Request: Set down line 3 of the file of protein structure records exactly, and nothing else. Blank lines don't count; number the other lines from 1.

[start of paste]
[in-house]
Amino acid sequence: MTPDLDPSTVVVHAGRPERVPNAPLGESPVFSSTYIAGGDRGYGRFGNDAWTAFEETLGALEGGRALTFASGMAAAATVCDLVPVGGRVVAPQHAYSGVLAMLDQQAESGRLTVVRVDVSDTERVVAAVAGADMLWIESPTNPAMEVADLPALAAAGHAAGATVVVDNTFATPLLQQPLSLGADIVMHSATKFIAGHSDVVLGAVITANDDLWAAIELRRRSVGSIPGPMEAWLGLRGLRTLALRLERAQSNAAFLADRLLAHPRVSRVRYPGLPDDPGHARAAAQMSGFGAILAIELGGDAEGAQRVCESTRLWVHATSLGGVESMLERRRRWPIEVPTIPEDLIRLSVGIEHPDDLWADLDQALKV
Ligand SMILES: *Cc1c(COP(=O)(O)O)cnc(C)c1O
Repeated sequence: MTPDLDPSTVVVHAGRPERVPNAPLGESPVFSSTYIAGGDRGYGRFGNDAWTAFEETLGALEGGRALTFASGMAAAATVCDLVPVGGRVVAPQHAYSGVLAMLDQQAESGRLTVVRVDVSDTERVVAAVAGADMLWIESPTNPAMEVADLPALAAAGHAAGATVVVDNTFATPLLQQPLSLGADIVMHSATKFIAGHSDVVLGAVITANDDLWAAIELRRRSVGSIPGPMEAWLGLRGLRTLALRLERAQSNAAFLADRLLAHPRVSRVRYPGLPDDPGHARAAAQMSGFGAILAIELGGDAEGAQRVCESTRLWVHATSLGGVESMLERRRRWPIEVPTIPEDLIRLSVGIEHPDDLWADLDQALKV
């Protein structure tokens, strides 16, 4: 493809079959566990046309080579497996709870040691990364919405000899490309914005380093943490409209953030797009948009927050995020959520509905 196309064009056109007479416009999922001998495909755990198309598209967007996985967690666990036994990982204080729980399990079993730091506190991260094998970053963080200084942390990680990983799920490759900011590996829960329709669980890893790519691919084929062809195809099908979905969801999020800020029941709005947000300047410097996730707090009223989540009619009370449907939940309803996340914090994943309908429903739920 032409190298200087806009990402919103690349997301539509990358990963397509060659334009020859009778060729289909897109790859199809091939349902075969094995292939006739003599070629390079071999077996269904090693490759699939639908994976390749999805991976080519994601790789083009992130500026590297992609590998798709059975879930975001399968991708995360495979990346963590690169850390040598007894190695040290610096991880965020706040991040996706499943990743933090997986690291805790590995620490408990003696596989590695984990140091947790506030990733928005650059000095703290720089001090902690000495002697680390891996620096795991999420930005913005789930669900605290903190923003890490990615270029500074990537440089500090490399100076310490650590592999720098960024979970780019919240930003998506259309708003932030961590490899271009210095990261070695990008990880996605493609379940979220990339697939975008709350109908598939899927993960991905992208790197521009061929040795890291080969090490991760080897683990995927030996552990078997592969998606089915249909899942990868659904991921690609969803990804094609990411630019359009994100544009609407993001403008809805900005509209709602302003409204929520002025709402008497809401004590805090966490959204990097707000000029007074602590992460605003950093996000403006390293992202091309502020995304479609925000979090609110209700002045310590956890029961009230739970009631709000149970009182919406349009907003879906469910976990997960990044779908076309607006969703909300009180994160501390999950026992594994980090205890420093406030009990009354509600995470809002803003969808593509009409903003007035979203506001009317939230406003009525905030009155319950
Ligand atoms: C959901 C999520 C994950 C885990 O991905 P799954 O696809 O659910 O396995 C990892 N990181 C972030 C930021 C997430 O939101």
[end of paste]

Ligand SMILES: *Cc1c(COP(=O)(O)O)cnc(C)c1O